Learning to celebrate success

I’ve been thinking a lot about this topic recently, because in my ongoing goal to emote more, this is a real easy arena to do something about, one would think – how hard can it be to take a moment to reflect on an accomplishment and self-congratulate? Very hard apparently. And why? Because I’m nothing if not an eternal Devil’s Advocate. Show me something good, and it’ll take all of 10 seconds to find something to quibble about – a counter-argument to a statement, an oversight, a mistake, a not-quite-perfect element. But it’ll take minutes, if not hours for me to come to the conclusion that none of those things matter, and what you’ve shown me is in fact, really quite good.

At work, this was never an issue when I was working by myself, or just with Jeff. I’m only ever as good as the project I’m currently working on. We didn’t stop to celebrate our success because we were always driving so hard for our next success. And, to be frank, because I’m leary of success. Looking at a finished website, and I don’t see a great project, I see a site that could load 0.2 milliseconds faster, or a function that’ll only work in these 15 scenarios, and not in these other 2, or a datbase that could be further optimized, or could have just a few more accessibility features, or … etc. You see the point. This doesn’t extend (generally) to other people’s work – I love seeing what other people do, and unless asked, generally approach it with an appreciative, rather than a critical eye. But I cannot turn my critical eye away from myself. I’ve discovered that as an owner and manager of a software company that my critical eye extends to everything produced by staff because whatever they produce is implicitly approved/produced by myself (I’m only as good as the software my team is currently working on). I’ve tried to do things as little as a fist-pump, or shouting “yes!” when I solve a particularly troublesome piece of code, which, actually, is very satisfying, but I mean on a larger scale.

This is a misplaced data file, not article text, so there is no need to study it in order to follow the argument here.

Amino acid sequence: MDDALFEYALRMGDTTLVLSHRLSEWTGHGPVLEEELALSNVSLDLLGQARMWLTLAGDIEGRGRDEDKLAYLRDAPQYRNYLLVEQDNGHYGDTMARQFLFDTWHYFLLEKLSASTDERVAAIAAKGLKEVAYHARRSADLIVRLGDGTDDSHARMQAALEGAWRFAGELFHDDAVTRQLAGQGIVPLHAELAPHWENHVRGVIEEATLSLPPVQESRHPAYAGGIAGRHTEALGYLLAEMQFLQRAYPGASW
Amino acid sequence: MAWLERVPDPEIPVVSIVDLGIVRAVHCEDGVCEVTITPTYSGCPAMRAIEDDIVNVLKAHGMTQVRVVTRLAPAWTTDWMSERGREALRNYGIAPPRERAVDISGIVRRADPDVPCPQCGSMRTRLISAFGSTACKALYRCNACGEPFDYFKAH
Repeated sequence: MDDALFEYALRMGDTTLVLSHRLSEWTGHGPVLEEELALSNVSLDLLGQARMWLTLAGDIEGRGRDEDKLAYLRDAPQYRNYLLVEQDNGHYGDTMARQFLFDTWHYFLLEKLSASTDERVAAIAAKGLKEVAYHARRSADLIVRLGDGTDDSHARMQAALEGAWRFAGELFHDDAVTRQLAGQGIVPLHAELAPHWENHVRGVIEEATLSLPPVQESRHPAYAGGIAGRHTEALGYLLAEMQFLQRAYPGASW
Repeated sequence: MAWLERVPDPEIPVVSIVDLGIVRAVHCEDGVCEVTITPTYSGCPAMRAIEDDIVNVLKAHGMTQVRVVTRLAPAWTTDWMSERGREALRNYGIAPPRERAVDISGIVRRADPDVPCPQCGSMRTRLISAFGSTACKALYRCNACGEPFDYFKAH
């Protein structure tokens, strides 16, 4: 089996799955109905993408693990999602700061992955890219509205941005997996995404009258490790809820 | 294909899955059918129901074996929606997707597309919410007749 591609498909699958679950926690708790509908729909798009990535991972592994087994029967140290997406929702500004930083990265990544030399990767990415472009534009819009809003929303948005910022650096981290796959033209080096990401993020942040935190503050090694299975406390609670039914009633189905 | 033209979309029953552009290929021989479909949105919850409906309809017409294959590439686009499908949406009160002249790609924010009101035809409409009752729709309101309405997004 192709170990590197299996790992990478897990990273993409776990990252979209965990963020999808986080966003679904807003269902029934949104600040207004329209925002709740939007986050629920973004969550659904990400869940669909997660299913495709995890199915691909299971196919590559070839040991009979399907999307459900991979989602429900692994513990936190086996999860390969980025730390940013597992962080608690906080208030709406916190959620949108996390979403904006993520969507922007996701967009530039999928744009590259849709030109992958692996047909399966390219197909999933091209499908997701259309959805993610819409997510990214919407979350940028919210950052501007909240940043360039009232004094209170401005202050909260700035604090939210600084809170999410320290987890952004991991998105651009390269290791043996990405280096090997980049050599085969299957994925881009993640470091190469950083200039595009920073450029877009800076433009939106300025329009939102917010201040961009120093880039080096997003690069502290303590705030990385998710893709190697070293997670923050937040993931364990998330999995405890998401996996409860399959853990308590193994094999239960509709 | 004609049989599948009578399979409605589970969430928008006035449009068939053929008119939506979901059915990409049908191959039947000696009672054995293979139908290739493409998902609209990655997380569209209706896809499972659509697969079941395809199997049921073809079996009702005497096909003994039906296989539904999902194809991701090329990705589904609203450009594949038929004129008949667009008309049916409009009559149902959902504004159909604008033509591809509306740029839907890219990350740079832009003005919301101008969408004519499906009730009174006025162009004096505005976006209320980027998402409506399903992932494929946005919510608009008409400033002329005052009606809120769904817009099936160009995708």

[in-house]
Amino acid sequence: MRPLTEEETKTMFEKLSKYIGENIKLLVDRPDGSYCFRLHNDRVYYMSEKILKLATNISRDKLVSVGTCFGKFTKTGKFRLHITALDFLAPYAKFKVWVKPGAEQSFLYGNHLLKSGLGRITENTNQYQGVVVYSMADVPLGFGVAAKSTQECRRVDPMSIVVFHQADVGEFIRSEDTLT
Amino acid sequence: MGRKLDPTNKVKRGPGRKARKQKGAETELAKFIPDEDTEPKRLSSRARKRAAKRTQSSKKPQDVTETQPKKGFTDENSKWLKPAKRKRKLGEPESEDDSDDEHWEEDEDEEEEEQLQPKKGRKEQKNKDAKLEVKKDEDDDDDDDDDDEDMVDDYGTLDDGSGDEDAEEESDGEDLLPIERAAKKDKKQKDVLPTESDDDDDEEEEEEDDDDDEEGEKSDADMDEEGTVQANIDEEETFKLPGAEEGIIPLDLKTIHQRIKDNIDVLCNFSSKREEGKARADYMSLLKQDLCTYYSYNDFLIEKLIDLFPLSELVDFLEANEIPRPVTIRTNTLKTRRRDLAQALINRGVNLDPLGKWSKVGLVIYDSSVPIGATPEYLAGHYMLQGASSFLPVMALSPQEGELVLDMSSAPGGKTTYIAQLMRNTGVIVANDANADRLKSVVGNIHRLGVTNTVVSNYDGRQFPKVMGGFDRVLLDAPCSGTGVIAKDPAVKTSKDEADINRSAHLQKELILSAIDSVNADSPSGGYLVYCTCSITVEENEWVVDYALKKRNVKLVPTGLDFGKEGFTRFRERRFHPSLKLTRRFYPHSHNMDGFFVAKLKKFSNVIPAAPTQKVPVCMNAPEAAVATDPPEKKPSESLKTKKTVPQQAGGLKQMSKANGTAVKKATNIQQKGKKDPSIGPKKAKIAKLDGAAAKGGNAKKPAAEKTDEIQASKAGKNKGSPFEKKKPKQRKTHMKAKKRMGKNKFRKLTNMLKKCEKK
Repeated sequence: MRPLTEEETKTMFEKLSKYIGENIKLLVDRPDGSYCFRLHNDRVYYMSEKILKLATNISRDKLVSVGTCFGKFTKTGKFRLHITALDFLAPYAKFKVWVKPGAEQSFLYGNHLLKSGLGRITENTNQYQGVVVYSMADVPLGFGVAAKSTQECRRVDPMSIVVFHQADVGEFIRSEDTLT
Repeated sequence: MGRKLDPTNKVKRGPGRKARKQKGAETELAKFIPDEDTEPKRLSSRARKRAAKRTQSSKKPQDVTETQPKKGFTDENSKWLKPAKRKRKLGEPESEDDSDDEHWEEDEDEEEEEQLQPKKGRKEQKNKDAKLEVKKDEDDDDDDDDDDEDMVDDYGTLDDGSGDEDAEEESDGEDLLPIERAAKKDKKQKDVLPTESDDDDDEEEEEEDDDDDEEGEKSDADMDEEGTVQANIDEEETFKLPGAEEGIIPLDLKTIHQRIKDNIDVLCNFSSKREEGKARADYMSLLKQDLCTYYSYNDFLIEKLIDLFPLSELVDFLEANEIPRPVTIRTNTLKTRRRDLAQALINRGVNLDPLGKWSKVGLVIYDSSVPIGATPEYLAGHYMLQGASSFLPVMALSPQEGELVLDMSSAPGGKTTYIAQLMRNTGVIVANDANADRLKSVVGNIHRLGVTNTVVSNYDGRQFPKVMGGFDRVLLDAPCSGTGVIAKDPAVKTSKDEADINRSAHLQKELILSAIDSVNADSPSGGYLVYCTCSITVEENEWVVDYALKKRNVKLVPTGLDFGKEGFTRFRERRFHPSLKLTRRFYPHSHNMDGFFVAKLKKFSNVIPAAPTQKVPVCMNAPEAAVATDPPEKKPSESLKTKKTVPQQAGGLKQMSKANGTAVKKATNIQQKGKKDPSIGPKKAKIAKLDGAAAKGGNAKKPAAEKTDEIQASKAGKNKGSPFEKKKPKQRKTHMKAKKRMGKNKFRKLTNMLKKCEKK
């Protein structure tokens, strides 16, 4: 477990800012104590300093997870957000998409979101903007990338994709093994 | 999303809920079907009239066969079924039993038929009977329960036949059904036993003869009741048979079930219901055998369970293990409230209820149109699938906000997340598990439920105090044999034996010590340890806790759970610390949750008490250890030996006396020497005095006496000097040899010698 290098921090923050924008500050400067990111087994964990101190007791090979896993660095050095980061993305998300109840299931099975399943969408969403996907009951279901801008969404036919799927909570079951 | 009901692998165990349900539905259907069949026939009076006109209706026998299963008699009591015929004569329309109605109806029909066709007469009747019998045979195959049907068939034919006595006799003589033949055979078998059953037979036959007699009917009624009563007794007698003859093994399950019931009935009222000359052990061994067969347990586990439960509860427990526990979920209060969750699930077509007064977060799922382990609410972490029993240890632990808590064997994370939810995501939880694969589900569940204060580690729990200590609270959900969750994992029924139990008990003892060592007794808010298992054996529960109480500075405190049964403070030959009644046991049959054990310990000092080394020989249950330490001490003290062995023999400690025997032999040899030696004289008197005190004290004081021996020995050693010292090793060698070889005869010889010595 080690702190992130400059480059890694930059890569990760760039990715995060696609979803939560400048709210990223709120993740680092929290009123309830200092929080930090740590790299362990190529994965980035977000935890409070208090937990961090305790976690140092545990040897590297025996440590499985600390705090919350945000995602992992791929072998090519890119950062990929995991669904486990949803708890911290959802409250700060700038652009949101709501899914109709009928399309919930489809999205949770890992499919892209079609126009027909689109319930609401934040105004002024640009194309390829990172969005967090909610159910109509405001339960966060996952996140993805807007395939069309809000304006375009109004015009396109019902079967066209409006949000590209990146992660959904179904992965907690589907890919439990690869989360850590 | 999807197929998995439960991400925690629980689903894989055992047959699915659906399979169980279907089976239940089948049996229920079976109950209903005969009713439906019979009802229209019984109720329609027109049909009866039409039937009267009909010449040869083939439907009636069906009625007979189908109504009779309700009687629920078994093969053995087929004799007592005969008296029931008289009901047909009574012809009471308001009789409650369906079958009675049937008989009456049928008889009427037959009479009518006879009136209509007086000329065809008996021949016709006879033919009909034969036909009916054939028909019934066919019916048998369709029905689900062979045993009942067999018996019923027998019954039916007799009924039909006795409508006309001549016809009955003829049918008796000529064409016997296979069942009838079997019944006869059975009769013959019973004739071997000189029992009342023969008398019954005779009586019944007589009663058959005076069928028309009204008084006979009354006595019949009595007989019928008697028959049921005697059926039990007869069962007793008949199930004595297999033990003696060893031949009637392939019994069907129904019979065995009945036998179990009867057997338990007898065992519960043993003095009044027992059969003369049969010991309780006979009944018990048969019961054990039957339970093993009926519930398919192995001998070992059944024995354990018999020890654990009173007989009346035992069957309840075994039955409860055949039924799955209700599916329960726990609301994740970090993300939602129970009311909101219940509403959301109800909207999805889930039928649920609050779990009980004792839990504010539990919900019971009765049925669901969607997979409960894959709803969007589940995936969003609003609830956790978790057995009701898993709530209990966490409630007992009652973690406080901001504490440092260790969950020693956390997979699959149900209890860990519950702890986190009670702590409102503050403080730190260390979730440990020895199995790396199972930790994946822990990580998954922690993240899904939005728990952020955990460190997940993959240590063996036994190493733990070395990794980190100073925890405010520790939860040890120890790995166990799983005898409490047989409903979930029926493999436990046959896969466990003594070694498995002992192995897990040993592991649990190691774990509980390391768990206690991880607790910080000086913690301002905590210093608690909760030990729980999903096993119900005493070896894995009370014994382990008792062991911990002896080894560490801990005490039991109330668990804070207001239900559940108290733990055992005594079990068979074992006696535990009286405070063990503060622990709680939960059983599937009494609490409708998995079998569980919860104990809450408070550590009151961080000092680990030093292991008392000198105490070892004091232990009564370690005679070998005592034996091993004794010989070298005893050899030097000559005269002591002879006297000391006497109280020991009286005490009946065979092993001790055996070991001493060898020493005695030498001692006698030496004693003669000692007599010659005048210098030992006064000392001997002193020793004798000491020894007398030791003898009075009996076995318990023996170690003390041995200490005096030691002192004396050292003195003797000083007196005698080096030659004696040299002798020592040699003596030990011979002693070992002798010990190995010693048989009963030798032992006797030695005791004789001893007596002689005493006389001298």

Celebrating success is, however, important for corporate success. For both morale and for brand-building. I often encounter people who know our work, but don’t know that we were the producers of the work. This is largely because we at Pencilneck don’t have a great track history of celebrating our success. We haven’t been good about thanking our clients, or celebrating with them, despite feeling great about launching a project for them. We haven’t written press releases to puff out our chests so everyone can see what awesome work we’ve done, even when we’ve really deserved to. And I haven’t taken the time to pause and celebrate the completion of a project with my staff. And this, I think, can lead to problems down the road. So I’m committing myself to start to do this. I don’t know what exactly we’re going to do, but I’m going to make a point of pausing, with my team, when we complete a project, to celebrate. This won’t be a time to review the project with a critical eye to see how we could have done better. This will be an event, perhaps as quick as a meeting around the water-cooler, perhaps an evening out, to sit around, thank the team and let them bask in their well-deserved glory.

And how will we celebrate with our clients & partners? I don’t know. But we’ll do something this year to better mark the end of a project then simply saying “we’re live!”, and then turn around and start in on something else.

How do you celebrate your success?